“Cybernetic Circus” (1973) is a fascinating highlight from his 70s recordings, revered among fans of library music and avant-garde easy listening and hugely influential on bands such as Stereolab and Broadcast.
Giampiero Boneschi is a complete musician: he composes, arranges, directs, acts as a producer and also plays the piano. But he is also an adventurous artist who has managed to combine his work with vocalists, jazz or even easy listening music with other highly experimental projects. His name is familiar to library music fans, and his recordings for Music Scene, CAM or Fonit are some of the most desired pieces among collectors of pioneering electronics. In fact, Boneschi was one of the first Italian artists to use synthesizers in the early 70s.
This fabulous “Cybernetic Circus” LP was released in 1973 on the unconventional British label Chapter 1, founded by the composer Les Reed. The album retains part of its original easy listening aspiration but fortunately, it also serves to show the sound experiments of master Boneschi. This is an album for lovers of the avant-garde that will also fascinate followers of bands such as Stereolab or Broadcast, who undoubtedly fed on the work of innovators such as Boneschi.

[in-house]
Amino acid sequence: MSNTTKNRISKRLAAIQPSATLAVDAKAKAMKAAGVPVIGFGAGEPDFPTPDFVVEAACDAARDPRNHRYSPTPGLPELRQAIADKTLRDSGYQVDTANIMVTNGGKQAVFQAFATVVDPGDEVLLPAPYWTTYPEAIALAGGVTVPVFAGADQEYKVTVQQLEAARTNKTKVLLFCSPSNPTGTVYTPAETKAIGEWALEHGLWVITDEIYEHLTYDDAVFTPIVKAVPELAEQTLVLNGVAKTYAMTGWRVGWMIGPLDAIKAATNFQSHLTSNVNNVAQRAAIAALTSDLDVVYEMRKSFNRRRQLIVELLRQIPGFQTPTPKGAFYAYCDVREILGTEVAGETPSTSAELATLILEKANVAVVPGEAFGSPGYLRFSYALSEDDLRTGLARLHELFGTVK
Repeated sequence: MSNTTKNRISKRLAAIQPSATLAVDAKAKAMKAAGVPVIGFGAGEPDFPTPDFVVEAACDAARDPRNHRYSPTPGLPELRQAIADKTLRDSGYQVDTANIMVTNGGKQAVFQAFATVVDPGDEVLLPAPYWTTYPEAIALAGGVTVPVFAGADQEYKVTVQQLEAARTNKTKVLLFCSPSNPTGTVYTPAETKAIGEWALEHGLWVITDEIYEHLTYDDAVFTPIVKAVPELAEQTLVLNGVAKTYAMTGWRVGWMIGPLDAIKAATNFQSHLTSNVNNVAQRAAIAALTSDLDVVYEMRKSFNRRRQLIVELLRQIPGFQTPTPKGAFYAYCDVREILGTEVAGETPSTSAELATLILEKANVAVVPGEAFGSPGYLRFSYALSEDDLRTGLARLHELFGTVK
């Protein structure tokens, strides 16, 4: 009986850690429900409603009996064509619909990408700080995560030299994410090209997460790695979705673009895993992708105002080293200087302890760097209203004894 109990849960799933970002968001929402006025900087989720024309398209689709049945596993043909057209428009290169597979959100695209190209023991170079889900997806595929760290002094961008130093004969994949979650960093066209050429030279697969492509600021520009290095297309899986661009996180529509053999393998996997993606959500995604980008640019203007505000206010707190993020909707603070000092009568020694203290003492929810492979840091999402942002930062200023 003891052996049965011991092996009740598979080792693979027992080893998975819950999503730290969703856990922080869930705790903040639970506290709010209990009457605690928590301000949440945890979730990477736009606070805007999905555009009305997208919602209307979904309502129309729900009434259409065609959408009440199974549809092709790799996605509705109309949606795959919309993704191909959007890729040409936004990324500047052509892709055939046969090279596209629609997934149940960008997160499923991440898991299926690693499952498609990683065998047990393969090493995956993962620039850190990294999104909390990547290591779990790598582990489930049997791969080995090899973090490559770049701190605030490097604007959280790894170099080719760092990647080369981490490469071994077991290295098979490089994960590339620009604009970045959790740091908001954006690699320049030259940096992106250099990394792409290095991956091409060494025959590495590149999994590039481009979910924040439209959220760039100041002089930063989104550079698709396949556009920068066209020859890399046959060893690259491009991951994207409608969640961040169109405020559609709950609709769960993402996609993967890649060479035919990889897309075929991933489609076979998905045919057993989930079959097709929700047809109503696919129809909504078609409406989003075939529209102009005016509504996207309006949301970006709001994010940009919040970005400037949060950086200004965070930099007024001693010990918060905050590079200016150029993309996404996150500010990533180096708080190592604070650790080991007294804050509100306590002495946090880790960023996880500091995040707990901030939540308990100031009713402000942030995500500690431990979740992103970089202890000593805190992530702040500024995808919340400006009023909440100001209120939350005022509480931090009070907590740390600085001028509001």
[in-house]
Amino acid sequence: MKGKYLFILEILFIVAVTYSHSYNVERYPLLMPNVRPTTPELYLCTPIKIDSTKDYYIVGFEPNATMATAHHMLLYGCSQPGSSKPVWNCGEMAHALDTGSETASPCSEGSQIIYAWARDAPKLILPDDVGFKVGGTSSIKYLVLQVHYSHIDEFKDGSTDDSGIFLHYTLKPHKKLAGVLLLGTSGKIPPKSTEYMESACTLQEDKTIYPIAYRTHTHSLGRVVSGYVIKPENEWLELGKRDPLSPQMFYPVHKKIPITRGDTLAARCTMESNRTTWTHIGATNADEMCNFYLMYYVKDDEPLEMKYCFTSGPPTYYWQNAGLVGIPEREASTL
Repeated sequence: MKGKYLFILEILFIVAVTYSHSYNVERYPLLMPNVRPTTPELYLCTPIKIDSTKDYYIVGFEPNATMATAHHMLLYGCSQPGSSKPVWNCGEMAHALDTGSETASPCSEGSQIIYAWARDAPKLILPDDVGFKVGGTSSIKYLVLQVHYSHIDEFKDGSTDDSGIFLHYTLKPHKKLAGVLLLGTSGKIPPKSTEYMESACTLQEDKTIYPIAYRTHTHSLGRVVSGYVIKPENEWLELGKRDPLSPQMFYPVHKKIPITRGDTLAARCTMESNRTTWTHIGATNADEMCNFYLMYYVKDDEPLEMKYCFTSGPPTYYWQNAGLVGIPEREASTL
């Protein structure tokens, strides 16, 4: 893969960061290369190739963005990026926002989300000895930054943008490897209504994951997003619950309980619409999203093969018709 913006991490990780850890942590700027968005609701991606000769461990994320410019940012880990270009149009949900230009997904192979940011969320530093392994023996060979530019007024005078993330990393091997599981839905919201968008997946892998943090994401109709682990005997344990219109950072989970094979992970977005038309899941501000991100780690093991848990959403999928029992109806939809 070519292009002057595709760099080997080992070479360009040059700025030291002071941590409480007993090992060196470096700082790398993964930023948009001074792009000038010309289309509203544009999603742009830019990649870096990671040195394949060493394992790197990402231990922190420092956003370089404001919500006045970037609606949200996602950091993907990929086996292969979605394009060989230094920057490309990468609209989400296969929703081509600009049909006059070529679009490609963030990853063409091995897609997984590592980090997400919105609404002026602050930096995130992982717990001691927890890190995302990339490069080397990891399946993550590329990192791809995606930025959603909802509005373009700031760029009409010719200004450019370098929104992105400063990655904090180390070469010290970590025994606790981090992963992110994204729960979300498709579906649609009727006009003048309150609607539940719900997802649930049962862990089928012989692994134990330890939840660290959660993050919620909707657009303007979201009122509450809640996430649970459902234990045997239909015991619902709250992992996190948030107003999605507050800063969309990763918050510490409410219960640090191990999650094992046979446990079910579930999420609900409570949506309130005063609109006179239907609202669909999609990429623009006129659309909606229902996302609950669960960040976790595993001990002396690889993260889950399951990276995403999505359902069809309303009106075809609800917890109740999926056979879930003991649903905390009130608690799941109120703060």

‘Flea’s Dance’ is a dynamic song of childish vibes but simultaneously plays about with the frequencies extracted from the synthesizer, achieving surprising results. ‘Modulation On Theme’ and ‘Psyco-Analysis Lesson’ contain aquatic echoes generated with the Moog and filtered voices that become mere noises at the service of the composer. But Boneschi does not always take his recordings to the sonic extreme, so we also find glimpses in which his experiments coexist with friendly melodies, perfect soundtracks for a sequence of a film set on the French Riviera (‘Moderato Cantabile’) or even approaches to classical music, as in ‘Synthesizer In A Classic Quartet’.
Lovers of library music will find in “Cybernetic Circus” one of the best and most enjoyable examples of early electronic music.